Portland State University. Department of Sociology
Daniel M. Sullivan
Date of Award
Master of Arts (M.A.) in Sociology
1 online resource (191 p.)
Gentrification -- Oregon -- Portland, Cultural property -- Oregon -- Portland, Neighborhoods -- Oregon -- Portland, Portland (Or.) -- Race relations, Alberta Arts District (Portland, Or.)
This study takes a cultural perspective in studying the "Alberta Arts District," a gentrifying neighborhood in Northeast Portland in which bohemian cultural production/consumption has become the dominant and commodified vision of the community. Survey data demonstrates residents' general opinions and levels of participation in the changing neighborhood. Forty long-time residents, black and white, homeowners and renters, are interviewed in-depth regarding their perceptions of change. Long-time residents of gentrifying neighborhoods are often overlooked as a less powerful group that only has to negotiate rising rents and property values. This study approaches the meaning of neighborhood changes for long-time residents who have the potential to react culturally, socially, and economically in a neighborhood where racial and economic differences are structured by segregation and divestment. In the course of identifying positive, negative, and mixed feelings about changes, long-time residents also establish their belonging in the neighborhood as it changes around them. This is often done through constructing symbolic boundaries around newcomers, new businesses, and new cultural events in the neighborhood. This study finds that although most long-time residents perceive changes to be positive, race and homeownership affect different outcomes for different groups. Particularly, long-time black residents may establish belonging as being black in a diminishing black community, whereas long-time white homeowners may establish belonging by being homeowners in the context of positive changes.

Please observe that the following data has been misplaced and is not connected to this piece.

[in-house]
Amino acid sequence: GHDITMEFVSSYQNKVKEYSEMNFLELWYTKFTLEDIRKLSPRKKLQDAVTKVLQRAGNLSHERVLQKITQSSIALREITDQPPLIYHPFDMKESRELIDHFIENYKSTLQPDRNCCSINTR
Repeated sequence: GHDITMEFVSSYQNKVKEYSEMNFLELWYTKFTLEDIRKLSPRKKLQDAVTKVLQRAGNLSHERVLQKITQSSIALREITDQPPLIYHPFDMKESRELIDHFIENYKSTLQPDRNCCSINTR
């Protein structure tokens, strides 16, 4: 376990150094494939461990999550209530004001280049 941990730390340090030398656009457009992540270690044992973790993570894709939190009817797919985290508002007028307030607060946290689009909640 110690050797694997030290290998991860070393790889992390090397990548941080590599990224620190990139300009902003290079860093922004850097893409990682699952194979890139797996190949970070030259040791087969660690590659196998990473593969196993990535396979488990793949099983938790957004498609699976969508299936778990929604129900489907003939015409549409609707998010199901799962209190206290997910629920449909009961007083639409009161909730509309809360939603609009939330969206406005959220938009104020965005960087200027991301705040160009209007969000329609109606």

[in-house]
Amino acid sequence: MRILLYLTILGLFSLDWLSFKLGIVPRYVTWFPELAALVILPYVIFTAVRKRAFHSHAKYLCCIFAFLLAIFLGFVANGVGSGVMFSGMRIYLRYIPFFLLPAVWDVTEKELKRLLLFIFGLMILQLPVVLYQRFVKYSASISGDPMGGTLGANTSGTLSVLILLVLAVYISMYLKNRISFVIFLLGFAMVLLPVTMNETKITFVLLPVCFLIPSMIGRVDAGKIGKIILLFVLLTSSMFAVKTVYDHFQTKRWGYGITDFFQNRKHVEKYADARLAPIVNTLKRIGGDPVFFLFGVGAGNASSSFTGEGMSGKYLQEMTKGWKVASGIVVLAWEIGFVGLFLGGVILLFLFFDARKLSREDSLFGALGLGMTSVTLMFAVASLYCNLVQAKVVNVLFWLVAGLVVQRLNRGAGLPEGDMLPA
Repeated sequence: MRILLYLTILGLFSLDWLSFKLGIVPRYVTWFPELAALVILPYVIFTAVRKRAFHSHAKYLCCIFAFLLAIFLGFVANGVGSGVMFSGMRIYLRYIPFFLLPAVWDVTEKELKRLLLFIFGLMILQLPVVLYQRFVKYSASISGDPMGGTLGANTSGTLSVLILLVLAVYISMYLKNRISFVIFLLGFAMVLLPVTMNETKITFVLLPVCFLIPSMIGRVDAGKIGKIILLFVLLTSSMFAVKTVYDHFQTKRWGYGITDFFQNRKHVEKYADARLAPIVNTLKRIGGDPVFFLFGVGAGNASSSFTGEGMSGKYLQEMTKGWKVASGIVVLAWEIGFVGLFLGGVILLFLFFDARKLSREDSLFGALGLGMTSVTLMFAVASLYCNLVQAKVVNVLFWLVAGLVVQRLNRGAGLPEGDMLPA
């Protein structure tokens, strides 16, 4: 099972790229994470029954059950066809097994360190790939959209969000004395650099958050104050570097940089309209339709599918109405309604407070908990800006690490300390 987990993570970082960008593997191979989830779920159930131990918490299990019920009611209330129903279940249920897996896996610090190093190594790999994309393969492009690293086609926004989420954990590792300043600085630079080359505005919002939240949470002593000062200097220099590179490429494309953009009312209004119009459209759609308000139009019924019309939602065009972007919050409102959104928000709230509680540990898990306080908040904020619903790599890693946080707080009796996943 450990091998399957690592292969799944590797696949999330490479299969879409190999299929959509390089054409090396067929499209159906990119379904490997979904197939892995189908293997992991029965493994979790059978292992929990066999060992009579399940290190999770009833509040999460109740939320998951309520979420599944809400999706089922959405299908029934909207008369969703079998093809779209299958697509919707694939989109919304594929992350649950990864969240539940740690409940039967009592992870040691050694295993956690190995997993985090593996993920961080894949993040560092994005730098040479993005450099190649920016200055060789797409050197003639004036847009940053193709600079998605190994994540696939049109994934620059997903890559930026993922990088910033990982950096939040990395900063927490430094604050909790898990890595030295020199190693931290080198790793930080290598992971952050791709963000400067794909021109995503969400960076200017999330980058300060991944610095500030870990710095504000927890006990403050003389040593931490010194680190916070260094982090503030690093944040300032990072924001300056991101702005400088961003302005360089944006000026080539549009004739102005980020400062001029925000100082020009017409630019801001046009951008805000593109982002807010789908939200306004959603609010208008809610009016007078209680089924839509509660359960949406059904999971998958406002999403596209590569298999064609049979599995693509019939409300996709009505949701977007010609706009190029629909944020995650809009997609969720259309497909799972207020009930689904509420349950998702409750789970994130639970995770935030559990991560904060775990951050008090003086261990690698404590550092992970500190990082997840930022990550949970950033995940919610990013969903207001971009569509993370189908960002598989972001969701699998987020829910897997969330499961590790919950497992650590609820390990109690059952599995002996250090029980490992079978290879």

Shaw, Sammy, ""Alberta Arts District" : boundaries and belonging among long-time residents in a culturally changing neighborhood" (2005). Dissertations and Theses. Paper 4057.